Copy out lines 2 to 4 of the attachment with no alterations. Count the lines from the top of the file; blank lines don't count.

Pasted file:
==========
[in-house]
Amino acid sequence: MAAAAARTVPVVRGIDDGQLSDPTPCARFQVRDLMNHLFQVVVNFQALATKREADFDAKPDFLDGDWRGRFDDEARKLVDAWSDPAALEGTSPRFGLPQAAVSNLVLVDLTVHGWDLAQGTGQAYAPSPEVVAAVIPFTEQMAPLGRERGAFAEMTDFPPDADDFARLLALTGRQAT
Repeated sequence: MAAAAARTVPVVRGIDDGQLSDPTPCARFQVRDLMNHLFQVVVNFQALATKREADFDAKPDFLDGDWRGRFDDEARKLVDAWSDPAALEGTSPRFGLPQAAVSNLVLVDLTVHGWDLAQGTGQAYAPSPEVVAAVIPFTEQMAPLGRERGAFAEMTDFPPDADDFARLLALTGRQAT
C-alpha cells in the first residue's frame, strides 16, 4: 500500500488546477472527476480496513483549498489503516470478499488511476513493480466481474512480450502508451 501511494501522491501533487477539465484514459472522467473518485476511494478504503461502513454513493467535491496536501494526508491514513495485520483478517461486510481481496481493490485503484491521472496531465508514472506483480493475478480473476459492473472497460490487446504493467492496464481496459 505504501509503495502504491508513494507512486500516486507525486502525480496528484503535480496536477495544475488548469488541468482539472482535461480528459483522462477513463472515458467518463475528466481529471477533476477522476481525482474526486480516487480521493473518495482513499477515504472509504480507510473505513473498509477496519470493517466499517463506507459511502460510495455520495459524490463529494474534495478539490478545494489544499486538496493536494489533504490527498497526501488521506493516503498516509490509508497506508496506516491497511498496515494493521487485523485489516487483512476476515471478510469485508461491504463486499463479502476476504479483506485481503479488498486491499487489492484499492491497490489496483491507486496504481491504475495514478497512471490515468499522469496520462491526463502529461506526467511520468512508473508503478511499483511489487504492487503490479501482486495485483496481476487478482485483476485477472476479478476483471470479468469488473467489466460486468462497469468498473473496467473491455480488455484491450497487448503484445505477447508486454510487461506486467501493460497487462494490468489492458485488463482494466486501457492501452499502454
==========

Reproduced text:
Amino acid sequence: MAAAAARTVPVVRGIDDGQLSDPTPCARFQVRDLMNHLFQVVVNFQALATKREADFDAKPDFLDGDWRGRFDDEARKLVDAWSDPAALEGTSPRFGLPQAAVSNLVLVDLTVHGWDLAQGTGQAYAPSPEVVAAVIPFTEQMAPLGRERGAFAEMTDFPPDADDFARLLALTGRQAT
Repeated sequence: MAAAAARTVPVVRGIDDGQLSDPTPCARFQVRDLMNHLFQVVVNFQALATKREADFDAKPDFLDGDWRGRFDDEARKLVDAWSDPAALEGTSPRFGLPQAAVSNLVLVDLTVHGWDLAQGTGQAYAPSPEVVAAVIPFTEQMAPLGRERGAFAEMTDFPPDADDFARLLALTGRQAT
C-alpha cells in the first residue's frame, strides 16, 4: 500500500488546477472527476480496513483549498489503516470478499488511476513493480466481474512480450502508451 501511494501522491501533487477539465484514459472522467473518485476511494478504503461502513454513493467535491496536501494526508491514513495485520483478517461486510481481496481493490485503484491521472496531465508514472506483480493475478480473476459492473472497460490487446504493467492496464481496459 505504501509503495502504491508513494507512486500516486507525486502525480496528484503535480496536477495544475488548469488541468482539472482535461480528459483522462477513463472515458467518463475528466481529471477533476477522476481525482474526486480516487480521493473518495482513499477515504472509504480507510473505513473498509477496519470493517466499517463506507459511502460510495455520495459524490463529494474534495478539490478545494489544499486538496493536494489533504490527498497526501488521506493516503498516509490509508497506508496506516491497511498496515494493521487485523485489516487483512476476515471478510469485508461491504463486499463479502476476504479483506485481503479488498486491499487489492484499492491497490489496483491507486496504481491504475495514478497512471490515468499522469496520462491526463502529461506526467511520468512508473508503478511499483511489487504492487503490479501482486495485483496481476487478482485483476485477472476479478476483471470479468469488473467489466460486468462497469468498473473496467473491455480488455484491450497487448503484445505477447508486454510487461506486467501493460497487462494490468489492458485488463482494466486501457492501452499502454